How many students have the opportunity to work in a busy studio lot every other day? Not very many. How many interns get the opportunity to go through a rigorous program that essentially trains you to be an assistant anywhere in the industry? Even fewer.
Sure, my boss was tough. But pretty much everyone who worked in there knew how she trained her interns and assistants, so she was a great person to have on your side.
While my need to be perfect was definitely a driving factor in how my days went, I made another realization: I was going about internships all wrong.
I can’t pinpoint the exact moment, but somewhere in the middle of my internship I shifted my focus from trying to impress the boss to actually trying to learn something.
Up to that point, I had treated internships like major tests I needed to pass in order to prevent myself from being unemployed after graduation. After all, my cousin got a job offer right after graduation from an internship she did. Another intern I worked with at a previous internship landed a job the same way. So somehow it stuck in my brain that every internship opportunity I had was some sort of competition for an entry-level position. But it doesn’t always work that way.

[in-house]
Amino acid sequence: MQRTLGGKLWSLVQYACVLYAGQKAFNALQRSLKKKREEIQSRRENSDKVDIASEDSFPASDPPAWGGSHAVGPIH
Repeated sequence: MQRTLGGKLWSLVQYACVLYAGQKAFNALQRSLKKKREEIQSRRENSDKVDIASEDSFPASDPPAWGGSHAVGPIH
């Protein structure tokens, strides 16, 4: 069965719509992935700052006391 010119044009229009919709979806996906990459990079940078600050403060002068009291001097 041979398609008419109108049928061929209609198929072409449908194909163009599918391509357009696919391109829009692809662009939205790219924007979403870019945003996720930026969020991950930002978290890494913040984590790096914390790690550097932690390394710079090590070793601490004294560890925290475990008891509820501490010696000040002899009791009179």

In previous internships, where expectations were much lower, I had an easier time because I felt like I could show off, receive praise for my hard work, and my supervisors would keep me in mind for future opportunities. I never made it a point to really learn anything new because I stuck to the same routine tasks I knew were going to give me positive recognition. I never thought to learn more or grow, and because of that, I never felt challenged.
But internships are supposed to be learning opportunities. Once that really sunk in, I became more appreciative of the experience I had. As cheesy as it sounds, that made going to work seem like less of a chore and more like an adventure. And after a lunch and a meeting with my boss right before my internship ended, I found out just how much she appreciated having me as an intern.
If you’re worried about failing or not doing a good job at your internship, don’t. I survived seven of them. I’m sure you definitely can make it through at least one.